What Have Nukes Got To Do with the Gospel?

Jan MarkellRightside News

What is an evangelical? I believe the definition has morphed a bit over some decades now. Evangelicals stress a born-again experience, have a high regard for biblical authority, and stress the sharing of the gospel of Jesus Christ. When I finally became "churched" at age 14, it was in a Bible-believing, fundamental church that was committed to the gospel, to missions, to Bible memorization, and to the abstinence from some worldly pleasures. Several decades later, I remain an evangelical but I fear that evangelicalism may have left the train station without me.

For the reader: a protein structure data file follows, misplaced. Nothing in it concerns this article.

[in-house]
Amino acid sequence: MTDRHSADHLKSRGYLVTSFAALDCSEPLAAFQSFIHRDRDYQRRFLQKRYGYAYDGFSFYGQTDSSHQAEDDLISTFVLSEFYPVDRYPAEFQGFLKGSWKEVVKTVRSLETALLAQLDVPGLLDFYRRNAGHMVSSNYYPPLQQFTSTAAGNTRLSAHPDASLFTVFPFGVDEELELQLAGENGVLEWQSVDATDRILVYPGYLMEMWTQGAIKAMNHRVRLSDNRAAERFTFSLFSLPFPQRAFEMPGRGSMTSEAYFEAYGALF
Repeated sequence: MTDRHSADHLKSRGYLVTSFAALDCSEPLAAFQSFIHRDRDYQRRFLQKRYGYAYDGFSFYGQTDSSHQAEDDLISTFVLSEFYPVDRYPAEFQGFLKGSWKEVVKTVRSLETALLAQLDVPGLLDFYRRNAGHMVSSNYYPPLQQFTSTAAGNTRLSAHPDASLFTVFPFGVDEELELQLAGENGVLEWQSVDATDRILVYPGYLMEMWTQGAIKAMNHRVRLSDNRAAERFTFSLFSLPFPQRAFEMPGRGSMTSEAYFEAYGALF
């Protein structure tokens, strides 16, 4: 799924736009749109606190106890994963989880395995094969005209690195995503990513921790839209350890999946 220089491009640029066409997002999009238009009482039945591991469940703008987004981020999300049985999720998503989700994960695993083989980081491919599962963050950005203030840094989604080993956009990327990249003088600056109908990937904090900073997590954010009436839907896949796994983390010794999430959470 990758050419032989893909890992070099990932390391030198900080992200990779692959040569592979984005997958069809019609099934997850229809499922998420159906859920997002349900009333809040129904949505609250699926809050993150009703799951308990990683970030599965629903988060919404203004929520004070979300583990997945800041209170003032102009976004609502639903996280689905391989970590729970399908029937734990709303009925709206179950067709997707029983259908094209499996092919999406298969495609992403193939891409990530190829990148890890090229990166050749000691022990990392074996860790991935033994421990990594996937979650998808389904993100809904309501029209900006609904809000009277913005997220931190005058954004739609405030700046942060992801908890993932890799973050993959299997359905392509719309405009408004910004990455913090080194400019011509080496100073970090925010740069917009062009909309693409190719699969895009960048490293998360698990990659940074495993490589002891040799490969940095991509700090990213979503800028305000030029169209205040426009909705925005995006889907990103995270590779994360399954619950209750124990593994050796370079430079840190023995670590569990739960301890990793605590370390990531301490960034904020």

Right from the get-go I knew I was not a part of the "social justice" agenda. I did not look down on those folks; I just knew that we looked at biblical issues differently and even looked at the Bible with different glasses. To me, poverty, climate-change, war, immigration, and women's rights were not evangelical issues.

Or were they? The times began a-changin' in the 1970s and by the 1980s, some were concerned that evangelicalism could get hijacked. By the 1990s, the term was being redefined. And in the last ten years, I fear some of the founders of the National Association of Evangelicals (NAE) who first met in 1942 to counter the liberal Federal Council of Churches of Christ (which would become the National Council of Churches) were pretty grieved! The 21st century brought a shift to the Left. Let me clarify.

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